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Jewish World Review Sept. 28, 2001 / 11 Tishrei, 5762

Jonathan Turley

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The Boxer rebellion and the war against terrorism


http://www.jewishworldreview.com -- PERHAPS one of the most frightening aspects of our current crisis is the uncertainty of how to fight an enemy, which is largely unseen and incomprehensible. Americans have been shocked by the raw hatred that would sustain such attacks on innocent persons and the support of such terrorists by other nations. What is most frightening is the idea that we have never had to face such fanatical individuals and that we are facing the prospect of perpetual war. It is here that history can offer a degree of knowledge and perhaps a bit of comfort. While we often forget our past, we would be wise to consider an anniversary this month and a prior war against religious-based terrorists.

Almost exactly one hundred years ago this month, the United States and an international coalition defeated a group called I Ho Ch'uan, or "the Righteous Harmonious Fists" in China. In 1900, China was the focus of international commerce - just as the Middle East is critical today. The presence of foreigners in China led to the establishment of a secret society that tied ancient Chinese religion and culture to a holy war against "foreign devils." Known as the Boxers because of a type of kick-boxing practiced by their followers, these fanatics were initially opposed but later given support by the Chinese government. Like Bin Laden, the Boxers wanted to kill or repel all foreigners from their sacred land. Similarly, like many of the terrorists today, the Boxers received passionate support from large segments of the population, particularly the poor.

As their power grew, Empress Dowager Ci Xi decided to appease the Boxers by sheltering their cells and allowing the growth of their organizations. Just as some governments today give protection to terrorist organizations, the Empress Dowager believed that she could protect her own government by allowing the Boxers to murder and terrorize foreigners and Chinese Christians. When she was asked to take sides with either the West or the terrorists, the Dowager chose the side of the terrorists.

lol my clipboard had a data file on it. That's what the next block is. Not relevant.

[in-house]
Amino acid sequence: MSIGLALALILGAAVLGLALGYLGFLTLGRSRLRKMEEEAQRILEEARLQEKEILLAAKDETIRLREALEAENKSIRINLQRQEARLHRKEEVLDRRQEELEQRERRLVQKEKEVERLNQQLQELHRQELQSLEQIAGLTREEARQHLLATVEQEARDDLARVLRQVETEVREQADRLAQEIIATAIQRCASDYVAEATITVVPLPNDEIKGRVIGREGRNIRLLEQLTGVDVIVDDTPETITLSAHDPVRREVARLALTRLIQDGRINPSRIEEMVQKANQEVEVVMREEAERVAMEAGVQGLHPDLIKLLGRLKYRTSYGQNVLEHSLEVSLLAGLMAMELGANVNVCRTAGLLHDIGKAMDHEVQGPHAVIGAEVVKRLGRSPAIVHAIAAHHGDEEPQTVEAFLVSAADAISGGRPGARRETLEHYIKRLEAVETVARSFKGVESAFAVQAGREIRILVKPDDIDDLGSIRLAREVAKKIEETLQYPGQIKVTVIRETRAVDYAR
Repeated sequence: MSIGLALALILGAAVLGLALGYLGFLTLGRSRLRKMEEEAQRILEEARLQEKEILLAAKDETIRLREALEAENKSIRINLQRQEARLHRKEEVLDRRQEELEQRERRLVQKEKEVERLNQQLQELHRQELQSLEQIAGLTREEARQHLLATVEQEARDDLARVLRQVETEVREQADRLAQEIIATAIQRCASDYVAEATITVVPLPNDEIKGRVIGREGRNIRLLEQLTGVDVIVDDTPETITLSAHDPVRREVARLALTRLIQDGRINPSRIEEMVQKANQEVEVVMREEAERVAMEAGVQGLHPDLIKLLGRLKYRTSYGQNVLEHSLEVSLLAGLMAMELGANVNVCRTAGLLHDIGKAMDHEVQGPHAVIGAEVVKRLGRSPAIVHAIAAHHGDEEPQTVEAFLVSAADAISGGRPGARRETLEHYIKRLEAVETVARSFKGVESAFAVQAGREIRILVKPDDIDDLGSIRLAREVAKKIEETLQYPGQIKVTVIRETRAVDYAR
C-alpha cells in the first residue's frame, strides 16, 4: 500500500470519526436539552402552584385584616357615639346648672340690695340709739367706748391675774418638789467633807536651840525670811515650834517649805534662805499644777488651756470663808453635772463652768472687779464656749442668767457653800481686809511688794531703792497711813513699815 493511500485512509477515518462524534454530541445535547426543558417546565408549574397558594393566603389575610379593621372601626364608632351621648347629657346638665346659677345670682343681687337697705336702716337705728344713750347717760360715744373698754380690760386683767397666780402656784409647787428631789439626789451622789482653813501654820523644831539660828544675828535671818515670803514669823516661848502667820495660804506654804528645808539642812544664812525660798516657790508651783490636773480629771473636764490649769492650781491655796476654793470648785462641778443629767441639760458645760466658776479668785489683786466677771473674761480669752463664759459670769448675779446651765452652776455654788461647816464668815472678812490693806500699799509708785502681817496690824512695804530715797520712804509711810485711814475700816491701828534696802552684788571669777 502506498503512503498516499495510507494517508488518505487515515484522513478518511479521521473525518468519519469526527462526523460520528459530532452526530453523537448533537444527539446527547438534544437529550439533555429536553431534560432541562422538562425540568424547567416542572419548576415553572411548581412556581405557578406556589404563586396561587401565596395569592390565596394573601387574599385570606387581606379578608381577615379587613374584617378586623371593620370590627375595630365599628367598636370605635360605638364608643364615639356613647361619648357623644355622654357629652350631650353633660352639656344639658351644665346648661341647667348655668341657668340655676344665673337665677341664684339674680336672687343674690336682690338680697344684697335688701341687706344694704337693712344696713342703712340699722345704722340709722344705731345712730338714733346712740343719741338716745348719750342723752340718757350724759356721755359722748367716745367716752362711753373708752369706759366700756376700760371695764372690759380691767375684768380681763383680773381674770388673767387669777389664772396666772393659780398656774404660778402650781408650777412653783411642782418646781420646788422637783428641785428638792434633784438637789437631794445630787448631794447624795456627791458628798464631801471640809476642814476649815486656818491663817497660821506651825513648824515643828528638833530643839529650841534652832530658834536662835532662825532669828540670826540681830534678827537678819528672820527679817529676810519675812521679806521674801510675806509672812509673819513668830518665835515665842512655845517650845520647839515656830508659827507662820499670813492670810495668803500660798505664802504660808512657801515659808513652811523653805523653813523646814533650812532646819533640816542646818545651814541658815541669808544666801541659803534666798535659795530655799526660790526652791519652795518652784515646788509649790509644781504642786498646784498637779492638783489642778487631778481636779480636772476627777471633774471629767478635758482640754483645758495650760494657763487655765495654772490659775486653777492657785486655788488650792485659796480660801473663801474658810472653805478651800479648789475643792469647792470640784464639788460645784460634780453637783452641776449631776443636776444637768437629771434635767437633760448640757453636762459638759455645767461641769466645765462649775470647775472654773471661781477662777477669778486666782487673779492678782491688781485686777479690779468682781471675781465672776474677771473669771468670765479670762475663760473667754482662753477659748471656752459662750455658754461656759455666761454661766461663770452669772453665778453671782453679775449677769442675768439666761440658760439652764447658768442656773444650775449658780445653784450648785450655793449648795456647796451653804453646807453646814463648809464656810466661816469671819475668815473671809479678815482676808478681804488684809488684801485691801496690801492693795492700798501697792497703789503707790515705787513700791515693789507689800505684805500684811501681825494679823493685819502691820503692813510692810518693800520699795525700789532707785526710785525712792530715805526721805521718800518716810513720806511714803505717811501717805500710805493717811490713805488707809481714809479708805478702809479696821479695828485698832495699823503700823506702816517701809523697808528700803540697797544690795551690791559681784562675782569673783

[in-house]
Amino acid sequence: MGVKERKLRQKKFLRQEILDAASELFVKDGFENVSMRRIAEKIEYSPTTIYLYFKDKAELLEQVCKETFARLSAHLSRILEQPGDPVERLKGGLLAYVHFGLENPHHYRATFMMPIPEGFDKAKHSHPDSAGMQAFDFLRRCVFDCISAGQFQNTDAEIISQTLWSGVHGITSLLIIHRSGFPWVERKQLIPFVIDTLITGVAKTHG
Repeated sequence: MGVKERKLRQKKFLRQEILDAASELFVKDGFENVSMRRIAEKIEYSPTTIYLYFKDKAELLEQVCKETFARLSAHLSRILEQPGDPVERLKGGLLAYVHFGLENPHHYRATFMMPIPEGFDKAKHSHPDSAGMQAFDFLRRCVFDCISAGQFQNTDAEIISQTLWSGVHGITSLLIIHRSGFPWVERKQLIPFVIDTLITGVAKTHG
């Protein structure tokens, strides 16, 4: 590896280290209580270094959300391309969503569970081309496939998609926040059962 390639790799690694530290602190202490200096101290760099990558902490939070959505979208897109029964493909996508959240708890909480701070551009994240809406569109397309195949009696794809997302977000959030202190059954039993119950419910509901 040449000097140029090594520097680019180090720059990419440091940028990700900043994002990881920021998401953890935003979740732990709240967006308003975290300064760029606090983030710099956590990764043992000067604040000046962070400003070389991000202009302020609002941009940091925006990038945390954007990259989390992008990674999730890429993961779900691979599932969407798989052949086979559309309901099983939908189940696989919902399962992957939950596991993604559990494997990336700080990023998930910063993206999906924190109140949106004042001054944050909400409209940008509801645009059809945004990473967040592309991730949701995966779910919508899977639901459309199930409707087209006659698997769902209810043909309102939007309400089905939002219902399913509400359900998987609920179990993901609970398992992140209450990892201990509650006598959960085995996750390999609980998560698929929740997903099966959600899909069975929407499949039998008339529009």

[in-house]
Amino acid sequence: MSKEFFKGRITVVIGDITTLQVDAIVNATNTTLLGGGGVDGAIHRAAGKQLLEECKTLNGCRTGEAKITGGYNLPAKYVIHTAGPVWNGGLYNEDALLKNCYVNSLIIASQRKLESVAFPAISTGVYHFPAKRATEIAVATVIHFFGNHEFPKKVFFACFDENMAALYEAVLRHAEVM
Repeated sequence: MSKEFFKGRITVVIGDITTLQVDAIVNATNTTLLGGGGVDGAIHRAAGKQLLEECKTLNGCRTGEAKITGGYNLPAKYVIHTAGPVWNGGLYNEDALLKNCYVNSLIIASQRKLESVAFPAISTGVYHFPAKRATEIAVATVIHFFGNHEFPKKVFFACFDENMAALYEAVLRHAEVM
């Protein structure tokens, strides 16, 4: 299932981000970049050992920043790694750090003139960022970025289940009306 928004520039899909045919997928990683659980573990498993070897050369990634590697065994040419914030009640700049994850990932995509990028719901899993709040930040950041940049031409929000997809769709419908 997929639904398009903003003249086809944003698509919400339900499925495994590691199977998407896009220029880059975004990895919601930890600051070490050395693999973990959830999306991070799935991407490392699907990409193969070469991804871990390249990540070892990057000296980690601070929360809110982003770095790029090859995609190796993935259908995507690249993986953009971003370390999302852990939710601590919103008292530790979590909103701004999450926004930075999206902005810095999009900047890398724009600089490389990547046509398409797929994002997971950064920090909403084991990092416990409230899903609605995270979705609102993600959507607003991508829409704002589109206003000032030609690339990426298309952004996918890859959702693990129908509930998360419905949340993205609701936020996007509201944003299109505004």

Faced with unspeakable brutality by the Boxers and an attack on the Foreign Missions in Peking, an international coalition formed to oppose both the terrorists and the government that protected them. This coalition contained many of the same countries that are joining us today: Britain, France, Germany, Italy, Japan, and Russia. After a siege of the foreign compound at Peking was broken, the Empress Dowager fled and the Boxers were destroyed despite their feared secret cell network. Once defeated by the international coalition, a group that was considered unrootable and unassailable simply vanished. So did the Dowager, whose government was fatally crippled in defeat.

One of the most interesting things about the Boxers is that they told their followers that Westerners were weak and easy to dominate. Among other things, they were told that the knees of Westerners did not bend and that, if you hit them, they would fall and could not get up. Islamic terrorists have their own bizarre conceptions but they share this view that, if hit hard enough, we will become immobilized. They lack a knowledge of our history just as the Boxers lacked a knowledge of our anatomy.

The point is that today's terrorists have more frightening weapons at their disposal but they are not unknown to us. We often forget the challenges that we have overcome and the enemies that we have faced.

More importantly, in the face of such danger, we can forget about our unique capability to deal with such threats. The Madisonian democracy was designed to handle bad, not good, weather. The Framers even inserted provisions into the Constitution to deal with extreme emergencies, including such drastic measures as the suspension of habeas corpus. We have a constitutional and legal system that can adjust to new threats better than any system on Earth. The idea that we are rigid and unprepared is to ignore the greatest strength of the Madisonian democracy: its ability to adapt quickly and decisively in the face of national crisis. To paraphrase the Boxers, we have a system with knees; a system that can bend, even when struck hard, and remain standing.



Jonathan Turley is the Shapiro Professor of Public Interest Law at George Washington University Law School. Comment by clicking here.

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© 2001, Jonathan Turley